Whether they label it harassment or bullying, however, most researchers agree that the roots of the problem may be partly cultural. Students learn to bully and tease from the actions--or inactions--of the adults they see around them and on television.
“If you look at television situation comedies, there’s a lot of angry humor out there and kids bring it to school,” Mr. Hoover said.
One of Mr. Olweus’ recent studies even suggests that some teachers may be bullies themselves. He found that as much as 2 percent of the bullying that children endure comes from teachers who use sarcasm as a teaching tool.
‘I Hate It’
Children also learn to bully others when adults do not tell them it’s wrong.
“What we found was that kids believe that teachers thought it was OK to behave this way because teachers didn’t intervene--especially kids coming into middle school,” Ms. Shakeshaft said.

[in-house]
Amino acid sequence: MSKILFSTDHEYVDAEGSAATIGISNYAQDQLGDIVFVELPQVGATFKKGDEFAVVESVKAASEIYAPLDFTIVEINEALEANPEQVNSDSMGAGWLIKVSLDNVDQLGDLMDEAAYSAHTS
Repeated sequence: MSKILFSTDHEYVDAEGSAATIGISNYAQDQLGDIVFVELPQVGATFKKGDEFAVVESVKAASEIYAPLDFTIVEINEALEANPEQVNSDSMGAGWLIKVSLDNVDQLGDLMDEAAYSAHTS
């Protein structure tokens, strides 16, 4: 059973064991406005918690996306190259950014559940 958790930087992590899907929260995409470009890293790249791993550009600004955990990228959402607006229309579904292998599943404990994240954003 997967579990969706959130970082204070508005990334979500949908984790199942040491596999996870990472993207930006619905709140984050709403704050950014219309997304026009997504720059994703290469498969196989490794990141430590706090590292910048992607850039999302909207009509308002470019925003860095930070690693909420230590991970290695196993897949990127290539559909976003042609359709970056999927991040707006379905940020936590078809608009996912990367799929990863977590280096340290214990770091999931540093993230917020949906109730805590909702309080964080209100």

As a result, students were confused. “Kids would say, ‘I know I’m not supposed to feel bad because it’s only a joke. But I do. I hate it,’” Ms. Shakeshaft said.
Even worse, teachers sometimes inadvertently reinforce bullying behavior in their schools.
Ms. Stein told of a school studied by the Wellesley researchers where recess activities had become a kind of ritual. The boys played with balls and the girls played with jump ropes. The students brought their own play equipment from home because the school could not afford to furnish it.
One week, the boys decided it would be more fun to steal the girls’ jump ropes. The girls complained, and were told to work out their dispute with the boys. After listening to the children fussing for a week, the teachers banned jump ropes altogether.